This curriculum, written by Lorraine Stutzman Amstutz and Howard Zehr is provided to assist in the design, implementation and operation of victim offender conferencing programs. While it was written specifically for Pennsylvania's juvenile justice system, the curriculum can, and should be, adapted to other programs as well.

A Listening Project: Taking Victims and Their Advocates Seriously
This report details the activities and outcomes from a Listening Project that came out of a commitment to listen to how service and advocacy organizations for victims are experiencing restorative justice approaches, including their hopes and concerns. The Listening Project was carried out by teams of restorative justice and victim community practitioners in seven states during 1999 to 2000.

Conciliation Quarterly
A journal on conflict resolution from a Christian peacemaking perspective. Published by Mennonite Conciliation Service. The final issue, "A Review, Celebration and Farewell: 23 Years of Conciliation Quarterly," was published in Spring 2005. 

Newsletters from Women's Concerns and Women's Advocacy
The Women's Concerns Report (1973 - 2004) and Women's Report E-Newsletter (2009 - 2011) were publications of the former Women's Concerns and Women's Advocacy Program Desks of MCC U.S.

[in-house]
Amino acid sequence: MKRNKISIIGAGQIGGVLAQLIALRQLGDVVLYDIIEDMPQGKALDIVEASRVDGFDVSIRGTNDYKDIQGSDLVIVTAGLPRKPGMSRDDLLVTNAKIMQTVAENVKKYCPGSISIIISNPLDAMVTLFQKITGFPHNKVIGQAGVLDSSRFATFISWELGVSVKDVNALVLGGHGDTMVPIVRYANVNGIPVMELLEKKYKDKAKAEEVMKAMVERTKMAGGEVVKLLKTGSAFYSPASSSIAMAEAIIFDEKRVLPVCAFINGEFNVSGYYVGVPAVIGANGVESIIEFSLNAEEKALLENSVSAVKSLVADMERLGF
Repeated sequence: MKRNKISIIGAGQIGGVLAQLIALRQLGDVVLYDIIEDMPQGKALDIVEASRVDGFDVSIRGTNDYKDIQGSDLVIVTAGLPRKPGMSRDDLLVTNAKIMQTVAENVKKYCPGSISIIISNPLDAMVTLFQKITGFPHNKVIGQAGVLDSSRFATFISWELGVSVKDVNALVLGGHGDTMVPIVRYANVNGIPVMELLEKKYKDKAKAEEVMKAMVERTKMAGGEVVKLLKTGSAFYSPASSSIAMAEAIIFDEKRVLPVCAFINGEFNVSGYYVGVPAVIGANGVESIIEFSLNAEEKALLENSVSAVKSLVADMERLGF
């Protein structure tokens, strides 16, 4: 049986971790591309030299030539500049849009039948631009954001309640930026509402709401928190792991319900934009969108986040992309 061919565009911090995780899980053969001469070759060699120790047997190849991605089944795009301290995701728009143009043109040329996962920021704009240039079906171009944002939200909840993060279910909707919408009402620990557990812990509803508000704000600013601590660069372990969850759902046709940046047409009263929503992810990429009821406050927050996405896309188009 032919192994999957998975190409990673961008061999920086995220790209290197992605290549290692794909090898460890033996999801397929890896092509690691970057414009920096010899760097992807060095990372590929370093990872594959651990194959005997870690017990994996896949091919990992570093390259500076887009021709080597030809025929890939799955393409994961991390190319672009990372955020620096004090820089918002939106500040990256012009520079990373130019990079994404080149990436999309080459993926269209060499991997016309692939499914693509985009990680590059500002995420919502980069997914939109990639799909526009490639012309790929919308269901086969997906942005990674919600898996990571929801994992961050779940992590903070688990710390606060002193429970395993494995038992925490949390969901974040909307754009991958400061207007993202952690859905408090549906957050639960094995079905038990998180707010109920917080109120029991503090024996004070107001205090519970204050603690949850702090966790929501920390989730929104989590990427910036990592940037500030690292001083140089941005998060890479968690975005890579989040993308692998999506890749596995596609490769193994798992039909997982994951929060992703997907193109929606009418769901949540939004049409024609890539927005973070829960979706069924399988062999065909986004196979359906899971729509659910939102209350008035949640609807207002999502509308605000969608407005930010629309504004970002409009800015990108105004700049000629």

The Little Book of Restorative Discipline for Schools: Teaching responsibility; creating caring climates
If restorative justice has been able to salvage lives within the world of criminal behavior, why shouldn’t its principles be applied in school classrooms and cafeterias? Two educators, Lorraine Stutzman Amstutz and Judy Mullet, answer yes, yes and yes in this new addition to The Little Books of Justice and Peacebuilding series. Available through Good Books.

The Roleplay Book: 41 Hypothetical Situations for the Practice of Interpersonal Peacemaking
Roleplays, case studies, sociodramas, and one scripted mediation for classroom and workshop use. Ranging from simple to complex and covering single person scenarios, two-party conflicts, multiparty disputes and victim-offender situations. Free copying rights for use in educational settings.

Exhibits

Churches, schools and other groups and agencies can borrow the following exhibits, "When a Parent in is Prison" and "Ladder without Rungs," from MCC U.S.